Two Great Blog Posts on Synod Finances – One From a Wild Boar and another from a Hollywood Guy

The Wild Boar and Father Hollywood have each put up excellent blog posts on synod finances. You can read Father Hollywood’s post here. We have copied the Wild Boar’s post below.


Father Hollywood (one of my favorite bloggers) has a post called “we are all beggars…” about churches that got caught speculating in real estate (“The Lord opened doors for us…”) abandoning the “doctrine of the blessed apostles” and the Divine Liturgy, and now, with the real estate bubble gone, begging money from other churches that remained faithful.

What he doesn’t mention, and what I just realized, is that these churches have learned from our synod leadership. And no, I don’t mean the English District, which got caught in the same thing and had to retire a $2.5 Million dollar debt ten years ago (“Raising the Anchor”, they called it).

Back in the 50’s the synod saw ongoing growth in its future. So they bought land, built colleges, expanded the beuracracy, and built all the infrastructure that would be required for the inevitable 5 million members that would soon need shepherding from above (Saint Louis, not heaven.)

Unfortunately, the people did not materialize. Birth and migration rates plummeted. The synod now has 2 million members and falling (Fast – average age in LCMS congregations is something close to 65 – we couldn’t have more kids if we wanted to.) Yet, throughout the 70’s and 80’s the structure kept expanding. The last convention re-instated evangelism and stewardship executives. The next convention may very well add an ENTIRE EXTRA LAYER of administration. (Regional VP’s – Rome calls them “archbishops”). The CTCR continues to issue reports that are read by fewer and fewer pastors, because they are not so much theologically insightful as they are adminsitrative documents designed to approve of whatever it is that the LCMS does today. (Why we keep re-visiting issues. Our practice is changing more often than my socks.)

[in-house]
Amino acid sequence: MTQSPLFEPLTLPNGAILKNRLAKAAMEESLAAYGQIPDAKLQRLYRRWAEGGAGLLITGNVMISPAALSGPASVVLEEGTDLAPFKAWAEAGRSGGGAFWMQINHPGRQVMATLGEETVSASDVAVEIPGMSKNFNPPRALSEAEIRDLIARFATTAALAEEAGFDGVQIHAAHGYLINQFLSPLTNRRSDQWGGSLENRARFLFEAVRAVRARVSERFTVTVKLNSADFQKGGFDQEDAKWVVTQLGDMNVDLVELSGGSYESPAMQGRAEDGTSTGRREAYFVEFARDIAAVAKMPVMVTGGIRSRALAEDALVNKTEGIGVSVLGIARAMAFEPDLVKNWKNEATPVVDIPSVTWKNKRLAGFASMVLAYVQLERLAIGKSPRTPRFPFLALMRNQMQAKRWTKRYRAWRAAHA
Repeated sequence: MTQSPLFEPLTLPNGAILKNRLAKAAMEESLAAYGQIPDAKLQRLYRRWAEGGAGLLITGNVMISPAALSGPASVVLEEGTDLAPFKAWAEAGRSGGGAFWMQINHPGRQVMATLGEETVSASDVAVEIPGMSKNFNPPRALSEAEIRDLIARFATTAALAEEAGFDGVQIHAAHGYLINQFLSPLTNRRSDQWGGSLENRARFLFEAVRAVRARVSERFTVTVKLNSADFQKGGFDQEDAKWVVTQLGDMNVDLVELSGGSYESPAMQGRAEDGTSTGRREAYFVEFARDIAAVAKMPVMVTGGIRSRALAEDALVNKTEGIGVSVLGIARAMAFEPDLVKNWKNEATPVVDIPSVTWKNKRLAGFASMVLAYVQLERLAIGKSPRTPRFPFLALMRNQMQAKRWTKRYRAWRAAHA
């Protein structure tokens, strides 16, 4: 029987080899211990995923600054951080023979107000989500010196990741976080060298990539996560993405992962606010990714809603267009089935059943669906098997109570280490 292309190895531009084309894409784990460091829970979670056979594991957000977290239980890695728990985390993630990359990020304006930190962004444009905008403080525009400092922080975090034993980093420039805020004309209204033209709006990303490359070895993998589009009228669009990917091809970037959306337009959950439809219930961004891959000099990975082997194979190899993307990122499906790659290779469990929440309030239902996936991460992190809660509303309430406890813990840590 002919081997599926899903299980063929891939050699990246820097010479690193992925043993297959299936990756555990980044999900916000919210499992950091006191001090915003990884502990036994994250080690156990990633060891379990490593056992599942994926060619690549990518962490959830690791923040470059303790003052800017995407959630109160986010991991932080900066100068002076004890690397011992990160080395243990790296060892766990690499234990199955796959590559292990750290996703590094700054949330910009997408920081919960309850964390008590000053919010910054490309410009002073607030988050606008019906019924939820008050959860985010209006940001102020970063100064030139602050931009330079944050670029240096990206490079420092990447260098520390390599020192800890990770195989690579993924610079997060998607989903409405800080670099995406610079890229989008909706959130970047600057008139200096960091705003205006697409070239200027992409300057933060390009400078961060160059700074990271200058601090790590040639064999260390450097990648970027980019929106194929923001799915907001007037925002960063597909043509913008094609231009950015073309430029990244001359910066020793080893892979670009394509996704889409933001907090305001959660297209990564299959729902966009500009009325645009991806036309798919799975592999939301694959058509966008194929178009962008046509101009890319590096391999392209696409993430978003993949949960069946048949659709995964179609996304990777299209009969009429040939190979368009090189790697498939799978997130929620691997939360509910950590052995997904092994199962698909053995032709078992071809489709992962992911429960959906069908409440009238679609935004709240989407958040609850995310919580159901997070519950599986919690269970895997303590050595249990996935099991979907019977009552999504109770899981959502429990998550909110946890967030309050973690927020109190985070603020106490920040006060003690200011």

Now, what is going on? According to our synod treasurer, we have begged, pleaded, and even wept for more money from local congregations to national office. It hasn’t happened. In fact, one district, (not mine) month’s after the LCMS convention said, “no more cutting the synod giving at the district level”, cut by almost ten percent their level of giving to synod.

So the synod goes on weeping and begging, and will finally have to cut back to ONLY those things mandated by convention action. Meanwhile, there is crippling debt, which I am informed, is not held by LCMS, INC. A subtle deception. It is guaranteed by LCMS, INC, for organizations that will NEVER be able to pay it back. (Various Concordia Universities that will remain nameless.)

The recent economic downturn will make the situation worse, because the doners that were keeping it all afloat are now underwater themselves. Instead of trying to foist a new structure on us at the District Conventions, they should have had a list of everything the synod does, and have people rank their importance. How many people would really give the CTCR $20,00+ for each of the four meetings a year, plus the two executive directors, etc. How many would rather send missionaries to places with few or no Christians (Like Chicago, New York, Detroit, etc. One African country the size of Michigan has more Lutherans than the LCMS) How many would rather fund the seminaries than two full time assistants to the President?

Unlike the US government, which can print more money, we can’t. The pockets of our members go so deep, and then no deeper. There is this idea that, if only we beg harder, the pockets filled with limitless money will open up for us at last. But those pockets are getting smaller everyday. And we have fewer and fewer of them each year.

Congregations have simply adopted the methods of their district and synod leadership. Borrow now, pay later. Except the mortgage is now due. Father Hollywood is right, more letters are coming. From congregations, from District headquarters, and from the home office in Saint Louis.

The funny thing is, the LCMS, INC figured that, if only they explained all the good things they do, we would talk with out pocketbooks. They explained. We talked. They still don’t get it.

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